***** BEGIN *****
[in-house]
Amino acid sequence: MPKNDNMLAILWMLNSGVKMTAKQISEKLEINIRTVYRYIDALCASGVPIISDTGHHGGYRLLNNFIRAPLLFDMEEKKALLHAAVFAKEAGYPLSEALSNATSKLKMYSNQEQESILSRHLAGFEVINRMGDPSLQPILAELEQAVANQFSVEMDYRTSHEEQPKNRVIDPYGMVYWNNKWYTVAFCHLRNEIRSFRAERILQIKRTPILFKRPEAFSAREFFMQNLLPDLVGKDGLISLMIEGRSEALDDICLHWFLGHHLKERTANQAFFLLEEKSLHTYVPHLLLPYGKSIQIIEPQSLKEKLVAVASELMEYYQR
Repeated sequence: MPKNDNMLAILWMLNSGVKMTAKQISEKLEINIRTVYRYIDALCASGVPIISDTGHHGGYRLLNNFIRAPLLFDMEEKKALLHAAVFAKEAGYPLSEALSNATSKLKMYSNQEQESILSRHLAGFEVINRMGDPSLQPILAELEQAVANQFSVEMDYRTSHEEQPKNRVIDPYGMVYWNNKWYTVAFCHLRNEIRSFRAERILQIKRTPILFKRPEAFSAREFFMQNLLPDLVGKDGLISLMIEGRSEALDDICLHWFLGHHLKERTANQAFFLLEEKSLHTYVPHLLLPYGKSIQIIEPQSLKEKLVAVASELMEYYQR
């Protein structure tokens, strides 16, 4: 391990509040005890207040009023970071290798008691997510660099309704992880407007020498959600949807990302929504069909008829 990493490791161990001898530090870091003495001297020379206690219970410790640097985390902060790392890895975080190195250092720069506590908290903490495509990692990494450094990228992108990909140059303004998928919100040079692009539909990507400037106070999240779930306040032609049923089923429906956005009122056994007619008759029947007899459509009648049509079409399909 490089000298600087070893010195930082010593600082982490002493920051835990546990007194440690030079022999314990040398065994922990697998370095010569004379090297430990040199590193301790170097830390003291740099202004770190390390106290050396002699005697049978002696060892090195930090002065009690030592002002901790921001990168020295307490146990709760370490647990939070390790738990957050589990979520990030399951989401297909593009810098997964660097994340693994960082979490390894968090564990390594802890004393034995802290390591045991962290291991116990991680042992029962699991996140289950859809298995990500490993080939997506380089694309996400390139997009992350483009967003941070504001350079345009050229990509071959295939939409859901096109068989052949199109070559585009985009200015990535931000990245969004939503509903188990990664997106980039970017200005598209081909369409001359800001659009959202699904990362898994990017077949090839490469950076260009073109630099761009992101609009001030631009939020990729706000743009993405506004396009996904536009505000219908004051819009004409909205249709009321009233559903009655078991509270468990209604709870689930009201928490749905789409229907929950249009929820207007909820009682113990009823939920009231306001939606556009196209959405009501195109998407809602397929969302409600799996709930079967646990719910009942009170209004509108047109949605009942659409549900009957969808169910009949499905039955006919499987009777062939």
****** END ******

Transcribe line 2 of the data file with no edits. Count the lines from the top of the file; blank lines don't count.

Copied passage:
Amino acid sequence: MPKNDNMLAILWMLNSGVKMTAKQISEKLEINIRTVYRYIDALCASGVPIISDTGHHGGYRLLNNFIRAPLLFDMEEKKALLHAAVFAKEAGYPLSEALSNATSKLKMYSNQEQESILSRHLAGFEVINRMGDPSLQPILAELEQAVANQFSVEMDYRTSHEEQPKNRVIDPYGMVYWNNKWYTVAFCHLRNEIRSFRAERILQIKRTPILFKRPEAFSAREFFMQNLLPDLVGKDGLISLMIEGRSEALDDICLHWFLGHHLKERTANQAFFLLEEKSLHTYVPHLLLPYGKSIQIIEPQSLKEKLVAVASELMEYYQR